My main revelation: who I am.  I never had a calling, never knew I had to be a surgeon or a ballerina.  And that practicality in college or slightly after never kicked in – I didn’t enlist in law school or business school or find an interesting sector to devote my life to some sort of desk.  I am not unique in this.  Whatever the decisions of the people in my generation, there is an clear sense of ennui.  Books and research and articles about “the quarterlife crisis” and the downfalls of having too many choices leading to major anxiety and crippling indecision, abounded.  In many ways, I have been a leaf.  That image of Forrest Gump’s leaf has remained ingrained in my memory.  Though I’ve had a stable job for a year and a half, in a sector I devoted 4 years to in some semblance or another, my mind, heart, “soul,” self, is not that professional person.  I love so much of what I do.  I threw all of my energy, sacrificing my health sometimes, to the company, to the mission, for the benefit of wine culture in Israel.  I’m very lucky to have this in my life.  But this is not my raison d’etre.  This is not my life.  It is not worth my health or the majority of hours in the week.  The time has come to go back to “me.”  It probably won’t make me money.  But I’m dying inside sometimes from the lack of time and attention to who it really is that I am.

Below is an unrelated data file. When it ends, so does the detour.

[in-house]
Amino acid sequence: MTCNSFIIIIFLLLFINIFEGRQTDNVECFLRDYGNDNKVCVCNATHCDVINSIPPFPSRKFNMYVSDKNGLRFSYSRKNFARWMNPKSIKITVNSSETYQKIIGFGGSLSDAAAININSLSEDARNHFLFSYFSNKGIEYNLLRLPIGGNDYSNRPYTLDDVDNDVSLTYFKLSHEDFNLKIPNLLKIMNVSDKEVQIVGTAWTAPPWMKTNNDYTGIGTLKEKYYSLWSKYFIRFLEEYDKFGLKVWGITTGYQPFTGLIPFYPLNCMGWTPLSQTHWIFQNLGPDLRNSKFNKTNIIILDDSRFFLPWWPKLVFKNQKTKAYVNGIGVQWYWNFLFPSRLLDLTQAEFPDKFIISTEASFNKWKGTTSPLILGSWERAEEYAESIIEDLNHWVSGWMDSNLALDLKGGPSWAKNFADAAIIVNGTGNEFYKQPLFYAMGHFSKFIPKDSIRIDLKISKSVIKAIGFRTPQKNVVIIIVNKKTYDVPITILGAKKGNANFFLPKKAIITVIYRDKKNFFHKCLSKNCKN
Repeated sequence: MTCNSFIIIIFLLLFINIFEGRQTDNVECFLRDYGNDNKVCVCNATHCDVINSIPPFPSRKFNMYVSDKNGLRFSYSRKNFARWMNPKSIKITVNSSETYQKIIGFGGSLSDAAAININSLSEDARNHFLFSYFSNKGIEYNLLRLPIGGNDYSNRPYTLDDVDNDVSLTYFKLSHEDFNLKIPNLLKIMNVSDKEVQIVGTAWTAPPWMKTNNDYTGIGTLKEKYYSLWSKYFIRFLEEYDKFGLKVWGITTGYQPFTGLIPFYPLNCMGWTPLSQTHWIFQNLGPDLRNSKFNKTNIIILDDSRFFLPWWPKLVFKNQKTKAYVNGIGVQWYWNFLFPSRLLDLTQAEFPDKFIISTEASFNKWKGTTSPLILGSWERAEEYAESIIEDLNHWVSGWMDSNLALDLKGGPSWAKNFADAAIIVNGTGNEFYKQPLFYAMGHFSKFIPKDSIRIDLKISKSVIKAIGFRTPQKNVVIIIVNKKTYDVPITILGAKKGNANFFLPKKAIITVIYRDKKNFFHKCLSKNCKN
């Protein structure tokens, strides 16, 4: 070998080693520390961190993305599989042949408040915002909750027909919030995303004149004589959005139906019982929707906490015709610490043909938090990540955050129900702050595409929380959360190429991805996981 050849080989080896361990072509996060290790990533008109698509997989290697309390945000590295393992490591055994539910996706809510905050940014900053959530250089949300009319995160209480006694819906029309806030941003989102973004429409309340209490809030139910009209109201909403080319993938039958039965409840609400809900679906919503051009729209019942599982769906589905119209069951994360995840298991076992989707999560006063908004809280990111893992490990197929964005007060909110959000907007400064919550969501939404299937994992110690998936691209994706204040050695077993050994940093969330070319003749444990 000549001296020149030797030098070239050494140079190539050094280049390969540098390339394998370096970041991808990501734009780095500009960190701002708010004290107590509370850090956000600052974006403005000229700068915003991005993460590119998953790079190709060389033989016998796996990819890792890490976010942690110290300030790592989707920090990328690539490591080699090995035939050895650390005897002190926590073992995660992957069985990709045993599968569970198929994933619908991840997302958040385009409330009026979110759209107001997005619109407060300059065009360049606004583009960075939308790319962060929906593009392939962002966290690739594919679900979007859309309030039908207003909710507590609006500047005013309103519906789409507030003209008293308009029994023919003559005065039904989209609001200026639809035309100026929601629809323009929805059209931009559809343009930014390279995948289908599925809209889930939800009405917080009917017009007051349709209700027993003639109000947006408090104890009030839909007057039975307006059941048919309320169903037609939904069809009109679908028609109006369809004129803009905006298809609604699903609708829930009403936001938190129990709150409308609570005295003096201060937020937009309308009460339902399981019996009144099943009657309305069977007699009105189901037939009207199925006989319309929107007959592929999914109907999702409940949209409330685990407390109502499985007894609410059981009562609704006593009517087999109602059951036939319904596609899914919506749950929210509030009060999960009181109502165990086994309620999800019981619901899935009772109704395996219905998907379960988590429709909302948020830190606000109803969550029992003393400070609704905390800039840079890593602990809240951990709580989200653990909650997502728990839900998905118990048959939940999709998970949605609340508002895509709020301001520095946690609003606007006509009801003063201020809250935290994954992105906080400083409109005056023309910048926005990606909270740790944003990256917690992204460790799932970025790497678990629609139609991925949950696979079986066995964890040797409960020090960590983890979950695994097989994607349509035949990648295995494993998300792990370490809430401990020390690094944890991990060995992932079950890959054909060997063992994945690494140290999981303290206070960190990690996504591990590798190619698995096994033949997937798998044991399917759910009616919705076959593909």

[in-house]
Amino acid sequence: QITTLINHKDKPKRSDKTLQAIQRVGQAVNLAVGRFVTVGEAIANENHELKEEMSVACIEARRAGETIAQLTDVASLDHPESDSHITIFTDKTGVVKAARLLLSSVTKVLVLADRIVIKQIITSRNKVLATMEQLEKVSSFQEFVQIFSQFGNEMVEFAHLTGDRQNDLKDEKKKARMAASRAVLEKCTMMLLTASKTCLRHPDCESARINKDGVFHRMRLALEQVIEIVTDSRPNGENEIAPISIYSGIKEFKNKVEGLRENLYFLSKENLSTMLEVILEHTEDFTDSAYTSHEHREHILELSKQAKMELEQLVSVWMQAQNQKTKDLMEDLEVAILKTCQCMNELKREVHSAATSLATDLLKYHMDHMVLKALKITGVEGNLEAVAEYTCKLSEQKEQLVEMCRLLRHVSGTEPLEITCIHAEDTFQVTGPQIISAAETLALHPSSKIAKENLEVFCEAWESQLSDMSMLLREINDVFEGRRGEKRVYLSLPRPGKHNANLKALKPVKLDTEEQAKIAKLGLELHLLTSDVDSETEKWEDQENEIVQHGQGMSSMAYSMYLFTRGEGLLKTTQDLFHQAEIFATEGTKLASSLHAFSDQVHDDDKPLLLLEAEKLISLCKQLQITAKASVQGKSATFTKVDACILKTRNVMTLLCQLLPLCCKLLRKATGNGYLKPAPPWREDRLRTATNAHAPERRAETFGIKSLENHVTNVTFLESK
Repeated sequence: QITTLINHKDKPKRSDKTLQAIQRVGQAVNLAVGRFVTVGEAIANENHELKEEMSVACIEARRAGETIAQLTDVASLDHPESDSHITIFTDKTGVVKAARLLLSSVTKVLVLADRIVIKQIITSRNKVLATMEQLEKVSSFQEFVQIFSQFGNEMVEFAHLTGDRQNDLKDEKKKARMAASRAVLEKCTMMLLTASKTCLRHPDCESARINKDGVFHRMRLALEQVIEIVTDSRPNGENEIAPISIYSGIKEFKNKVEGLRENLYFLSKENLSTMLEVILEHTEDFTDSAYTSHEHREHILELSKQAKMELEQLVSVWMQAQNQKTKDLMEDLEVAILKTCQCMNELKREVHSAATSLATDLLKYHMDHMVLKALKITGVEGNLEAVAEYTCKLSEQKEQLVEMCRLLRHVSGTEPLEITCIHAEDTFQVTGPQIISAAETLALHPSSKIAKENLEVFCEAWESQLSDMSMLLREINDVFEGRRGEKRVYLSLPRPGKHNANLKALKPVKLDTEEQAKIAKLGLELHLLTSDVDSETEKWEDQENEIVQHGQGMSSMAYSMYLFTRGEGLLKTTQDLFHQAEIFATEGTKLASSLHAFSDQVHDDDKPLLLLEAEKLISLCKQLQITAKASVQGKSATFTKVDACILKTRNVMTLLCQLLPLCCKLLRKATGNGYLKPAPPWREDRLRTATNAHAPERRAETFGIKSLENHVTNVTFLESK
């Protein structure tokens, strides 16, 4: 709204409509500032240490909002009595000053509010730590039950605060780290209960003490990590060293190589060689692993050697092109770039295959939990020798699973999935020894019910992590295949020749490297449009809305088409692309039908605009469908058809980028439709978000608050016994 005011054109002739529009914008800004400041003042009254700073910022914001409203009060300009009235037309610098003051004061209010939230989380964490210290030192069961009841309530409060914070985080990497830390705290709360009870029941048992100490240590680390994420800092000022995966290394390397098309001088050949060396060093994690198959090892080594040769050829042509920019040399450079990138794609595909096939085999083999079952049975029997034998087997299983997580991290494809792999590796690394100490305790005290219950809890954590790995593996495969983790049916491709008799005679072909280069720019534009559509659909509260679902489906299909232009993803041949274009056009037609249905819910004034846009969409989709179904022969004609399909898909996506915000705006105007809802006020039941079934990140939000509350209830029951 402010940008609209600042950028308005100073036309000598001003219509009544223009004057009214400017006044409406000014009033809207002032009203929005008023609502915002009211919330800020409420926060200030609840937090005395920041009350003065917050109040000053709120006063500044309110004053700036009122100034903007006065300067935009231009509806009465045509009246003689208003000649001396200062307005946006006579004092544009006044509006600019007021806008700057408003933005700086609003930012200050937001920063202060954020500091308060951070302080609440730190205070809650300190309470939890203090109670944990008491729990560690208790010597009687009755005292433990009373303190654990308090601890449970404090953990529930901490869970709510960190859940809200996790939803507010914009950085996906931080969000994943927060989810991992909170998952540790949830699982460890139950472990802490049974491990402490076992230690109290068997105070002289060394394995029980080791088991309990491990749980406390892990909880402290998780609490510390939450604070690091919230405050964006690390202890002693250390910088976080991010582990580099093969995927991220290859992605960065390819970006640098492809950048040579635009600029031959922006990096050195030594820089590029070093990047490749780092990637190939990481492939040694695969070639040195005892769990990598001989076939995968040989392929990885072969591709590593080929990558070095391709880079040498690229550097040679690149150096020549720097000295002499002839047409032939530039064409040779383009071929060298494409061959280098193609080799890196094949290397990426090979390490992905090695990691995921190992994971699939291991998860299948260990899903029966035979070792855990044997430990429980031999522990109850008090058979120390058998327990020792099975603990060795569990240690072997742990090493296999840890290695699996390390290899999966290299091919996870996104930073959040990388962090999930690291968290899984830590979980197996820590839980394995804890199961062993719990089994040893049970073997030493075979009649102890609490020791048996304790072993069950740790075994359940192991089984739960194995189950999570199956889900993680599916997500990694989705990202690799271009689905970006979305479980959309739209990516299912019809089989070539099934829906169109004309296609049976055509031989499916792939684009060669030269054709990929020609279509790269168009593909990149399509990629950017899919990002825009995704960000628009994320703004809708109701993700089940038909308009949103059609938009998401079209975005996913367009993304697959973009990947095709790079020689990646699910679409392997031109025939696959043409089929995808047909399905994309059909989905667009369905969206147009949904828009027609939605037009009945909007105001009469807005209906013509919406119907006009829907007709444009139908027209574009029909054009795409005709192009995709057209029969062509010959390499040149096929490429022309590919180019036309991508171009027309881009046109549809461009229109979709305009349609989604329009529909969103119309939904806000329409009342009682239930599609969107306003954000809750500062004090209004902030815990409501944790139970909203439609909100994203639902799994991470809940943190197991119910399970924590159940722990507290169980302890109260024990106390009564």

(Goodness doesn’t this sound like the introduction to some sappy self-help novel! Don’t worry, I’m not selling anything, and I don’t think I’ll ever be a happy-go-luck person…)